I said, “For me, it’s Jesus. I believe he is the Way, the Truth, and the Life, and I believe that if I follow his Way I won’t be disappointed. So, I read the Gospels, and I underline what Jesus says, and I try to live by it. And even if I get to the end of my life and find that Jesus has led me to a locked door (although that’s not going to happen), I don’t think I will have any regrets. I believe his Way really is the best way to live in this world.”

It’s the reason First Baptist Church is on this year-long, every-member mission trip to bring the Kingdom of Heaven to Richmond, Virginia: because it’s so important to Jesus, because he mentions the Kingdom some 120 times in the Gospels, because he teaches his disciples to pray that God’s Kingdom will come, and His will be done, on earth as it is in heaven.

So, we’re working hard to bring heaven to earth, and it’s not necessarily because we want to, but because Jesus said so.

What about you?  Who do you listen to?

KOH2RVA: Day 128

CampoloI’m back!  Back from a four-day trip to Kentucky where I spoke at my alma mater—Georgetown College—and preached at the church where I was licensed to the ministry—Faith Baptist. It was great to see old friends and stir up old memories but it was also great to roll into Richmond at 10:30 last night and think:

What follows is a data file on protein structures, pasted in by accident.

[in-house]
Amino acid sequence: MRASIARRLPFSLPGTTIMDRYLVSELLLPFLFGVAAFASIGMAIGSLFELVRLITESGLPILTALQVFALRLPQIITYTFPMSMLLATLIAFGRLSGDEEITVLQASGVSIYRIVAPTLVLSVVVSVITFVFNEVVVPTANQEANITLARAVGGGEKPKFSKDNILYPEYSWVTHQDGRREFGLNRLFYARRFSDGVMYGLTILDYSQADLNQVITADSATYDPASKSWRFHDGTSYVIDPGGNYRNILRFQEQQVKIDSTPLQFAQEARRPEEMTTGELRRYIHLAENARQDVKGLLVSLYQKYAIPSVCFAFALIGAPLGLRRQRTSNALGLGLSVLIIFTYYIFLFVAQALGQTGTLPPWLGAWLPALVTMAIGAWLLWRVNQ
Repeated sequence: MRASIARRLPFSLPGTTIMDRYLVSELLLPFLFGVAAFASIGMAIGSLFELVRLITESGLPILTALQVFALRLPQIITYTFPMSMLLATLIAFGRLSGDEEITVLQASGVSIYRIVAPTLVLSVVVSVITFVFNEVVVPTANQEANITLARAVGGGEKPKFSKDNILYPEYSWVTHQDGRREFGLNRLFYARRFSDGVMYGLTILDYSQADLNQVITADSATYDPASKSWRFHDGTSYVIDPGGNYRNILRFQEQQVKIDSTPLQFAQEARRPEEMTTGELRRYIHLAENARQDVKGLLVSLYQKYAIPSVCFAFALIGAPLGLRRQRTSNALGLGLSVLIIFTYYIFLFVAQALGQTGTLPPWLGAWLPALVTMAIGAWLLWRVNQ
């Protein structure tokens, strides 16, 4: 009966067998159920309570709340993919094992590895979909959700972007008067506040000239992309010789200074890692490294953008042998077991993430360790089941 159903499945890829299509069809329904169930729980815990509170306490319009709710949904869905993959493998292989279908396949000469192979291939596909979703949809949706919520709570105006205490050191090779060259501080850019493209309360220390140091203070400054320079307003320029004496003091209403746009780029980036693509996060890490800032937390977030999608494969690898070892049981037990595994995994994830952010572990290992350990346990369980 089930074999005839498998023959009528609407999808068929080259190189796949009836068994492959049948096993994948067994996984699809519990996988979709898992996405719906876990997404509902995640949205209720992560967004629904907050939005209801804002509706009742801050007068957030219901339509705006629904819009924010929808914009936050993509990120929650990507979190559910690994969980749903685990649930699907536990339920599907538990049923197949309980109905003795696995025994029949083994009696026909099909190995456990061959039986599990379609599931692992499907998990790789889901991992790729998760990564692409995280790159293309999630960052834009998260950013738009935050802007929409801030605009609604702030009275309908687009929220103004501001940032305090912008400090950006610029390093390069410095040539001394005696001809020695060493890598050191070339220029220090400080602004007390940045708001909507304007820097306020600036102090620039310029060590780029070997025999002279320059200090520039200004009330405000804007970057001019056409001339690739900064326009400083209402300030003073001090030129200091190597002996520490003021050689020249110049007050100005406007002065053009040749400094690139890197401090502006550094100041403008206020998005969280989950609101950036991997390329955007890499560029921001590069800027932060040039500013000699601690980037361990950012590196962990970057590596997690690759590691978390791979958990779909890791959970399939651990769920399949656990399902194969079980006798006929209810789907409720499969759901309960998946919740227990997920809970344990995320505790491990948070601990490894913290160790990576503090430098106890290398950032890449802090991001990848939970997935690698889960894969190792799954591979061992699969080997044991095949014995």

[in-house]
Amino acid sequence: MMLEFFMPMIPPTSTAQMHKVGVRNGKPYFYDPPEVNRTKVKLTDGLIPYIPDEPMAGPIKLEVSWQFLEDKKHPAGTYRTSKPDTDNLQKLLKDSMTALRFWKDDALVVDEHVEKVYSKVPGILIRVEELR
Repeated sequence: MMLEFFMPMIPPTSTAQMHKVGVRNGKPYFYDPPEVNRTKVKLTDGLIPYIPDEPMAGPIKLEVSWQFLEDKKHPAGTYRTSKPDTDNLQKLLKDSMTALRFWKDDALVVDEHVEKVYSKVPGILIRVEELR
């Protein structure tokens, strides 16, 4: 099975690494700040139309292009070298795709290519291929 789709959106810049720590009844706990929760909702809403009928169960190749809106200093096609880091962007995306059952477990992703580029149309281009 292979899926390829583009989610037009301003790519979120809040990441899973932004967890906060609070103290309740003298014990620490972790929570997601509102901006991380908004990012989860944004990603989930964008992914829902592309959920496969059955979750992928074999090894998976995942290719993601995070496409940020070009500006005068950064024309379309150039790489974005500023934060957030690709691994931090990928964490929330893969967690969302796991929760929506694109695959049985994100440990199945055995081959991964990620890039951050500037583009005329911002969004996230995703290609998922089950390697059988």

I’m home!

On Thursday night of last week I got to hear Tony Campolo preach. I’ve heard Tony many times before. I’ve probably heard most of what he has to say but he always seems to say it in a way that makes me want to say “Amen!”

This time he talked about growing up Baptist. He said he heard a lot of preaching from the Epistles of Paul in those days and a lot of talk about the doctrine of salvation. It was all about whether or not you knew for a fact that when you died you would go to heaven. But these days, he said, he’s feeling a shift in preaching away from the Epistles and toward the Gospels, less talk about salvation and more talk about the Kingdom of God (and if you read the Gospels even casually you can’t miss Jesus’ emphasis on the Kingdom. He makes reference to it 120 times. It was obviously the main thing on his mind).